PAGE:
Community campaigning for maternal health in South Sudan

A UK Parliamentary event is to take place on the role of civil society in South Sudan.

A mother and child in South Sudan © International HIV/AIDS AllianceOn 7 September, Florence Bayoa, Director of the International HIV/AIDS Alliance in South Sudan will join Dr. Esterina, Chairperson of the National Aids Commission in a UK Parliamentary event titled “Building a New Nation: the role of civil society in the Republic of South Sudan”.

The event is part of the ‘What’s Preventing Prevention?’ campaign and will be followed by meetings with decision makers in the UK and Brussels.

Florence will describe the experience of the Alliance in South Sudan in partnering with the government to delivering HIV programmes and services. But she will also talk about the role of the Alliance in mobilising communities to campaign for their rights and their place in the delivery of quality maternal health in the new Republic.

The South Sudan Campaign for Maternal Health

South Sudan has the highest maternal mortality rate in the world, with one in every 50 live births resulting in the mother’s death. HIV is a major contributing factor to maternal mortality in countries with high HIV prevalence, such as South Sudan, as our latest campaign briefing explains.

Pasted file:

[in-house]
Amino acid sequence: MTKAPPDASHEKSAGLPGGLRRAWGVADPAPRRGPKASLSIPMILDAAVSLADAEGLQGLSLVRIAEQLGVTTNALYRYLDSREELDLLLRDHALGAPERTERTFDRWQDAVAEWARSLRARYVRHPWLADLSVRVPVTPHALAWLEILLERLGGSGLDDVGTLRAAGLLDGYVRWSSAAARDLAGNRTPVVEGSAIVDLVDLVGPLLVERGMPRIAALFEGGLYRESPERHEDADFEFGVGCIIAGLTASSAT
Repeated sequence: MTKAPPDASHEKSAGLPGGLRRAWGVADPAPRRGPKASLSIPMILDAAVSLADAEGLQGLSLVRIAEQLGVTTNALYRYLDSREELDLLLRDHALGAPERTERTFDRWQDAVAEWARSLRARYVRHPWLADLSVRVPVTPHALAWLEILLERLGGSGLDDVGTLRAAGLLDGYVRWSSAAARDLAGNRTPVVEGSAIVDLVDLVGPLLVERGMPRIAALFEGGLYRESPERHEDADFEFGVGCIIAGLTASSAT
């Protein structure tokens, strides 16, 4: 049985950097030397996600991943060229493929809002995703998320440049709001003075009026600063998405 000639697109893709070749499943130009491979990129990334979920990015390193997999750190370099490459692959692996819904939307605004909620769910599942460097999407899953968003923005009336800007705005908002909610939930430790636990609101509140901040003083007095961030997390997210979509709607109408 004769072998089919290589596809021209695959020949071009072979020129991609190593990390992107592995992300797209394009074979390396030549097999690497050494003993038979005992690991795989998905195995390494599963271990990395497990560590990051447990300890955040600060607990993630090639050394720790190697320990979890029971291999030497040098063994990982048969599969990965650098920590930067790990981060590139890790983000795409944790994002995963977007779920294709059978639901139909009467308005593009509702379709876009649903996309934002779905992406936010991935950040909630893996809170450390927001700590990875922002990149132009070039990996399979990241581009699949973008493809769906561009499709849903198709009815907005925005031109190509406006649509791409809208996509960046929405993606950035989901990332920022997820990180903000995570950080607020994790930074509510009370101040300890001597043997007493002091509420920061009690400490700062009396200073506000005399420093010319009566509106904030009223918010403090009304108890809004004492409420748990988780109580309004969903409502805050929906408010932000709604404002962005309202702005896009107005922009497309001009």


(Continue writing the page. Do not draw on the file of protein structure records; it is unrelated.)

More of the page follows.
Earlier in 2011, the Alliance South Sudan created the South Sudan National Partnership Platform (NPP). Made up of 28 organisations (over 20 of which are community based organisations), the NPP is the largest advocacy coalition of civil society organisations in the Republic of South Sudan. The platform is developing a campaign for maternal health at national and community levels and trying to influence the next national HIV strategy.

Buay Yhat Yiol, NPP Chairperson commented that “In less than four months since it was created, the South Sudan NPP drafted most of the declaration that the government of the Republic of South Sudan made at the New York High Level Meeting on HIV and AIDS in June 2011. We will campaign for the government of the Republic to fulfil its commitments in this area. NPP campaigning has also led for example to a commitment of the state government of Upper Nile to dedicate 5% of its budget to maternal health and prevention of mother-to-child HIV transmission.”

The campaign calls for government and donors to provide integrated services for HIV and maternal, newborn and child health and to support community-based responses to maternal health.

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